He went to Nazareth, where he had been brought up, and on the Sabbath day he went into the synagogue, as was his custom. He stood up to read, and the scroll of the prophet Isaiah was handed to him. Unrolling it, he found the place where it is written: The Spirit of the Lord is on me, because he has anointed me to proclaim good news to the poor. He has sent me to proclaim freedom for the prisoners and recovery of sight for the blind, to set the oppressed free, to proclaim the year of the Lord’s favor.” Then he rolled up the scroll, gave it back to the attendant and sat down. The eyes of everyone in the synagogue were fastened on him. He began by saying to them, “Today this scripture is fulfilled in your hearing." Luke 4:16-21

2. Day 1


The good news is not just about pie in the sky when we die.. it is about God’s just reign in this world, first through His Messiah, and then through His people. We carry the life of Jesus in the world.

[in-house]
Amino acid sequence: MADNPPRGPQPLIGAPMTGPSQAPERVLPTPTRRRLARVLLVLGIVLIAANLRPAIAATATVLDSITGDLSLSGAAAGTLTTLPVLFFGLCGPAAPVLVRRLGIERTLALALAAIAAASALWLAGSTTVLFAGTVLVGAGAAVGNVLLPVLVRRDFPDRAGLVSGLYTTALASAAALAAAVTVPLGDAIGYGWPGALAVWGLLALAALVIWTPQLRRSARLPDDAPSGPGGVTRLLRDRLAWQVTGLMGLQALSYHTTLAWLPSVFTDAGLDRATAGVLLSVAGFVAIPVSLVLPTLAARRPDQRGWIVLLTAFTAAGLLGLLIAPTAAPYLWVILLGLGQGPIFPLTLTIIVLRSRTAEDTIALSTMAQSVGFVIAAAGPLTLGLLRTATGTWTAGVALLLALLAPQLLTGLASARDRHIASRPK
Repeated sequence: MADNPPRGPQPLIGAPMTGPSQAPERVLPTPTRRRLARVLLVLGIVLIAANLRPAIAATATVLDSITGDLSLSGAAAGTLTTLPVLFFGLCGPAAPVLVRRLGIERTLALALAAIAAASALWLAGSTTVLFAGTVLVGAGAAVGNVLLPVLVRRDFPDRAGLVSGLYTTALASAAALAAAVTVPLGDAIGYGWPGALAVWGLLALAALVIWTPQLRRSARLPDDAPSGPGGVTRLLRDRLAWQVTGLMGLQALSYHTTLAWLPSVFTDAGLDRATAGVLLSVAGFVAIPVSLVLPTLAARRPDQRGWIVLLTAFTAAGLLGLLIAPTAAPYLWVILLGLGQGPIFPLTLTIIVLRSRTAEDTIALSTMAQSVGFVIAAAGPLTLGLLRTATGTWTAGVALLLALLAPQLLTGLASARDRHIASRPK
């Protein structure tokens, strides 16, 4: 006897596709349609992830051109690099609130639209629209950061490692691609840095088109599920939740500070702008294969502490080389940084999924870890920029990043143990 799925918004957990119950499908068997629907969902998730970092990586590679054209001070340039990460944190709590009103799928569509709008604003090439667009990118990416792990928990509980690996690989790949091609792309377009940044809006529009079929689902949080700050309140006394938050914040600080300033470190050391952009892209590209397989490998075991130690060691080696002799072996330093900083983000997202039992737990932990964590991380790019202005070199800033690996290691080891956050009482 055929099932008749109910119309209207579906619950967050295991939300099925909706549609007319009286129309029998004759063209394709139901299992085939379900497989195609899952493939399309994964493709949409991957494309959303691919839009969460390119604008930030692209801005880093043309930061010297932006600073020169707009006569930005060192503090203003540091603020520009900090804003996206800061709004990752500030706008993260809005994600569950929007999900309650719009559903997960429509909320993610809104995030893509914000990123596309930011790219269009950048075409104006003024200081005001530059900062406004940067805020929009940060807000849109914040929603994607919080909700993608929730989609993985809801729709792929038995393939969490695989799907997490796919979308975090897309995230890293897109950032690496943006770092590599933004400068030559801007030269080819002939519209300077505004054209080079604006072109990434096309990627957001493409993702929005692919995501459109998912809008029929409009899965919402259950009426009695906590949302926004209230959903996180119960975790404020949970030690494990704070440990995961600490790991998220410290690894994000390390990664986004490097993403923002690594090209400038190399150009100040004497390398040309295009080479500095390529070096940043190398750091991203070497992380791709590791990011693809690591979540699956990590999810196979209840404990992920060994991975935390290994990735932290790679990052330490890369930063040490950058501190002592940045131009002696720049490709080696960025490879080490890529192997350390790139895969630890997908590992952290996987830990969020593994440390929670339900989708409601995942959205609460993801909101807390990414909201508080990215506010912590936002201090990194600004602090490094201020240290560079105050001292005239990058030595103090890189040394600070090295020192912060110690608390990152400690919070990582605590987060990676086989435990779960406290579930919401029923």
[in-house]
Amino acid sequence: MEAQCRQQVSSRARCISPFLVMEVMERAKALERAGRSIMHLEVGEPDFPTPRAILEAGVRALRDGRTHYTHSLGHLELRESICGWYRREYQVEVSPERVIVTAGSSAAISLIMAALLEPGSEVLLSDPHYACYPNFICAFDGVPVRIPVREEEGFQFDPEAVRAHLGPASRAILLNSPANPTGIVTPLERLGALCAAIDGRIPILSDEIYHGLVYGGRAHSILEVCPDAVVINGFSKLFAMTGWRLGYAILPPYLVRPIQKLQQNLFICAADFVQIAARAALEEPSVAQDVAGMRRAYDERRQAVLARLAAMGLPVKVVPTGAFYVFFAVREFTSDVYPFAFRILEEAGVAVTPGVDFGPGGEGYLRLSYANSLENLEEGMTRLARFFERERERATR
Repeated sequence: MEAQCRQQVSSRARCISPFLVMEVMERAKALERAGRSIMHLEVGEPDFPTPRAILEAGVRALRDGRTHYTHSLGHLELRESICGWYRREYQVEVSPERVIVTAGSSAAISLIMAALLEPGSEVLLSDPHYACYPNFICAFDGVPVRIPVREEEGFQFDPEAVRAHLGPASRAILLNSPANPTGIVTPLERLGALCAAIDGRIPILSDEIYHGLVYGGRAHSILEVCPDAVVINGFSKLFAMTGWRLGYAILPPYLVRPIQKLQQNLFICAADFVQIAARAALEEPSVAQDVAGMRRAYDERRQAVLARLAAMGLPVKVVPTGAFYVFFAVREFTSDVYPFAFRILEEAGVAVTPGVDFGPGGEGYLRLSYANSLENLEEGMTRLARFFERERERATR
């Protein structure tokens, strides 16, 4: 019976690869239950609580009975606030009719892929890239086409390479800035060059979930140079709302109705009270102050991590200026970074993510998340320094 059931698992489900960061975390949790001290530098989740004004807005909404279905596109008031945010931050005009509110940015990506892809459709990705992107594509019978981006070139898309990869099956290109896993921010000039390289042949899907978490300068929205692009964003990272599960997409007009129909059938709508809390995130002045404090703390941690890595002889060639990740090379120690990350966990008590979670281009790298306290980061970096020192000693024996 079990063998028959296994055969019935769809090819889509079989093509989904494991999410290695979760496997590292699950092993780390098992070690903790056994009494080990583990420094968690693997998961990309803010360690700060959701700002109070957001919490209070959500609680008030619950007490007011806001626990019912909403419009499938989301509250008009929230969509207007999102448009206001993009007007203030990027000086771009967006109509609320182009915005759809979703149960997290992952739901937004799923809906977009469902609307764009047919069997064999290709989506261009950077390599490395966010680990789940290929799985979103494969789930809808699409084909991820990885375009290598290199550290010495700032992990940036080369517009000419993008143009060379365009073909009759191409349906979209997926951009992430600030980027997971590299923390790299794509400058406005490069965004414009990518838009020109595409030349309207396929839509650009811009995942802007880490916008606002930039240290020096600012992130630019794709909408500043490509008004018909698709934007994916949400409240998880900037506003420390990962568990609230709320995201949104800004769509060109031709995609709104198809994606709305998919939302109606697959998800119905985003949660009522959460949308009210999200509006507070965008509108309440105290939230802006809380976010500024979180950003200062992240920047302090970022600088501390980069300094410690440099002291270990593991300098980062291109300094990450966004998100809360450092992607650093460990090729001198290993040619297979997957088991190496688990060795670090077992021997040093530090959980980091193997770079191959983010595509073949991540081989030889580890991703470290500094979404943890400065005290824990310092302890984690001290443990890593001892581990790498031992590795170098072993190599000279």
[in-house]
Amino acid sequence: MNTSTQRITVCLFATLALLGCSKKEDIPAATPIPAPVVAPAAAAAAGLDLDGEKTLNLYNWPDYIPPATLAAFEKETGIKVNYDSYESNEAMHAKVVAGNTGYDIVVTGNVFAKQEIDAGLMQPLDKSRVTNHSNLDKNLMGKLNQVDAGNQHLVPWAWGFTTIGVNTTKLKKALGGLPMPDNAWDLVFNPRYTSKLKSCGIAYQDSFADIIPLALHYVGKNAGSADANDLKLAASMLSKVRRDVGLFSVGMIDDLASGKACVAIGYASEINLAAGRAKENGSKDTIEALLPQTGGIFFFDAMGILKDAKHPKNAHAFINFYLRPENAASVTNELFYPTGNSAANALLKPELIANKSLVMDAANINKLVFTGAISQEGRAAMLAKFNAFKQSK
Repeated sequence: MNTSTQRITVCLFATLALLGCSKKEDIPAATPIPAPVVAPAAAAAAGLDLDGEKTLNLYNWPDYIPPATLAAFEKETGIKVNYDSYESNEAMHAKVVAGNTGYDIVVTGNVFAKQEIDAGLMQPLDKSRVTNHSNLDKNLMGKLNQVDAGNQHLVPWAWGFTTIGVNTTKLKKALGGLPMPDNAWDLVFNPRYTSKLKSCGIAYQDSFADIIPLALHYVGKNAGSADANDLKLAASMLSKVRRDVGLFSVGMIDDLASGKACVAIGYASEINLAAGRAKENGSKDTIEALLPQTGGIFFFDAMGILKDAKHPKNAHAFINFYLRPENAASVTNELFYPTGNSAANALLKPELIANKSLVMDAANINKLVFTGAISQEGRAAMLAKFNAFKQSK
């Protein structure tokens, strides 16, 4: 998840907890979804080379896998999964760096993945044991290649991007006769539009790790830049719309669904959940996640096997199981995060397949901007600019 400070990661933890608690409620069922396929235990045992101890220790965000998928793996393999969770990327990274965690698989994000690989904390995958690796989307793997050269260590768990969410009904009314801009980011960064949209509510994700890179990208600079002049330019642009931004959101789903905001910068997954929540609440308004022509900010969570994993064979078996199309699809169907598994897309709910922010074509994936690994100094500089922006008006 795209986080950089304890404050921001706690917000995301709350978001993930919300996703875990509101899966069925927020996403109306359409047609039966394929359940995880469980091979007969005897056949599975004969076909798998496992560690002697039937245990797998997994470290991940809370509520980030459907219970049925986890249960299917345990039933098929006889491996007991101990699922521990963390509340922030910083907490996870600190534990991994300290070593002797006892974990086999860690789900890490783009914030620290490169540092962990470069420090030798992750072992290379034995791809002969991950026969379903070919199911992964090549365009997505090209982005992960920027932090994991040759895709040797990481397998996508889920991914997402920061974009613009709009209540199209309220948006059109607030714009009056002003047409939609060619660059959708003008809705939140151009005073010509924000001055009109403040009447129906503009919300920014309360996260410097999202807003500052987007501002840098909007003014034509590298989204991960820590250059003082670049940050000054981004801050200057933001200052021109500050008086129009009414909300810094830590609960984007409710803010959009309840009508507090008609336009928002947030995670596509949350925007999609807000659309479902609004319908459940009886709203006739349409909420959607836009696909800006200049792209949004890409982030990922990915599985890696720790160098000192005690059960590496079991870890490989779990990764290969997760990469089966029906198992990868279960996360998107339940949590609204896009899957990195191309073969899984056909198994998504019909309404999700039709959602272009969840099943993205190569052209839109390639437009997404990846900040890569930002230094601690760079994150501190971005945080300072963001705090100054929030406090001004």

How does this view of the Gospel expand our understanding of salvation?

How does this view of the Gospel change the way we think about justice? About community? About the environment?

David Bosch wrote that, “it is not the Church of God that has a

mission in the world, but the God of mission who has a Church in the world.�

What does this statement suggest about the relationship of the Church and the kingdom of God?

When the church has treated the mission of God as its own possession it has tended to exist in imperial ways, neglecting the context to which the Gospel comes. But equally bad, we have acted as if the Good News was in our control, rather than us announcing the reign of God. What difference would this make ..

For prayer?

For leadership?

For social action?

2. Day 2